Peter Smith

Appeasement and defeatism

Israel is not immune from making blunders

“War is mainly a catalogue of blunders.”So said Winston Churchill with perspicacity borne of bitter experience. Apparently though, Israel is to be held to a higher standard and not only by its avowed and intractable enemies. Four pieces taken from the Australian illustrate the point.

The situation is clear enough. Israel is blockading Gaza because it believes that Hamas will obtain missiles and other weapons to attack Israel. No-one, I think, could reasonably say that Israel has exaggerated the threat. You can debate if you like who is ultimately right and who is wrong in the struggle. There is room for debate about whether the blockade is harming civilians and whether Israel is doing enough to ensure adequate supplies of non-military goods get through. But this isn’t about that. It is about how Israel conducted itself in enforcing the blockade.

Brendan O’Neill in condemning the moral siege of Israel by the ‘respectable world’, writes :“Of course the invasion of the flotilla by Israel defence forces, during which at least nine people were killed, was a deplorable and foolish act of violence”.

Abraham Rabinovich having commented that the confrontation was ‘extremely embarrassing’ refers to suggestions of an alternative strategy, coming from some commando veterans, “that the navy simply foul the rudders of blockade runners and leave them to drift for a while.”

The Australian in an editorial said that, “Israel’s right to defend itself is beyond doubt” but at the same time said that Israel, must avoid “unforced errors” in defending itself.

Greg Sheridan, the foreign editor of the Australian, and who in my view usually writes brilliantly, said: “There’s no doubt Israel tactically mishandled the naval operation against the flotilla of six ships”.

Exactly what are these people suggesting Israel should do when six ships on the high seas are intent on breaking the blockade? They either stop the ships or drop the blockade. There is no middle course.

Presumably Mr O’Neill disagrees with the blockade. But he doesn’t say so. Certainly it was a ‘deplorable’ act of violence, if the blockade is wrong. So, say the blockade is wrong, if that is what you think.

In enforcing the blockade; one thing to do is to warn and then sink. Now that would deter future ships but is obviously untenable. How about the ‘brilliant’ suggestion of fouling rudders? That would look good; setting people adrift on the high seas without steering and wouldn’t they revel in the drawn out impasse.

The Australian’s advice to avoid making ‘unforced errors’, wasn’t advice to Roger Federer. It was to Israel in circumstances in which six ships are told to alter course and ignore the request. Presumably, having read the Australian’s editorial, you tell your soldiers, before they have any idea of what they will meet, that they must at all costs avoid unforced errors. Is that a joke or what?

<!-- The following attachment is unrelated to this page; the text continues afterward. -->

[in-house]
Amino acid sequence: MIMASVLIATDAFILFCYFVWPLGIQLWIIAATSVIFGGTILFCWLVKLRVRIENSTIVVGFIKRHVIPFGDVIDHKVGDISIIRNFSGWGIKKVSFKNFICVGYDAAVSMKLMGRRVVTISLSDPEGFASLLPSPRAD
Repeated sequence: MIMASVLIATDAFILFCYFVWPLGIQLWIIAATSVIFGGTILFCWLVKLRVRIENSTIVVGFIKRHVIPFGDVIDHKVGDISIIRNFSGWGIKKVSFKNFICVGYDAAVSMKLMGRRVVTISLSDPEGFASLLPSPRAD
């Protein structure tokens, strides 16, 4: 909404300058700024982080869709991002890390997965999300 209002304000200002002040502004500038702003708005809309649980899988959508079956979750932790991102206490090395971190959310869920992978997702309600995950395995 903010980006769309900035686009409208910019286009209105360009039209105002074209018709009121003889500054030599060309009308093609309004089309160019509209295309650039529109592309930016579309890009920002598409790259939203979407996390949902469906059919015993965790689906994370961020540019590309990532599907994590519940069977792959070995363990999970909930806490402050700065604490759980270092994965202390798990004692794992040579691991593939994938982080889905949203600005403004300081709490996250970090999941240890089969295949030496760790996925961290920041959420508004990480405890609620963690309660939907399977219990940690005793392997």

Exactly how did Israel ‘mishandle’ things, as Greg Sheridan maintains. Cleary people died so it must have been mishandled, mustn’t it? This is the most irritating hindsight view of the world. What are you to do to minimise the risk of injury or death if a ship refuses your request to alter course? Presumably boarding is what you have to do. Now, how exactly do you do that if those on board are intent on resisting or, worse still, if you don’t quite know whether they will resist or to what extent. In fact, as it turned out, those on board one ship armed themselves, and appeared from video evidence to have fought fiercely, while those on other ships were compliant. Maybe, some great military tactician could develop a failsafe strategy in these circumstances, but I doubt it. Napoleon put store on his generals being lucky because he appreciated, before Churchill, what a lottery was the conduct of war.

You have two choices when facing an armed soldier. One is to do as he says. The other is to fight and resist. This may be brave, and even noble if the cause is good, but don’t think that the ensuing violence should have been somehow avoided by the other side’s brilliant harm-minimisation tactics. Rely upon experience that brilliant military tactics generally exist only in hindsight. In the here and now there is only a catalogue of blunders.

To avoid making unforced errors or tactical mistakes; to put yourself in a position where you can do no inadvertent harm, is simply modern Western code for appeasement and defeatism. Our enemies, and Israel’s enemies, will have no such code to inhibit them. That we should count on.

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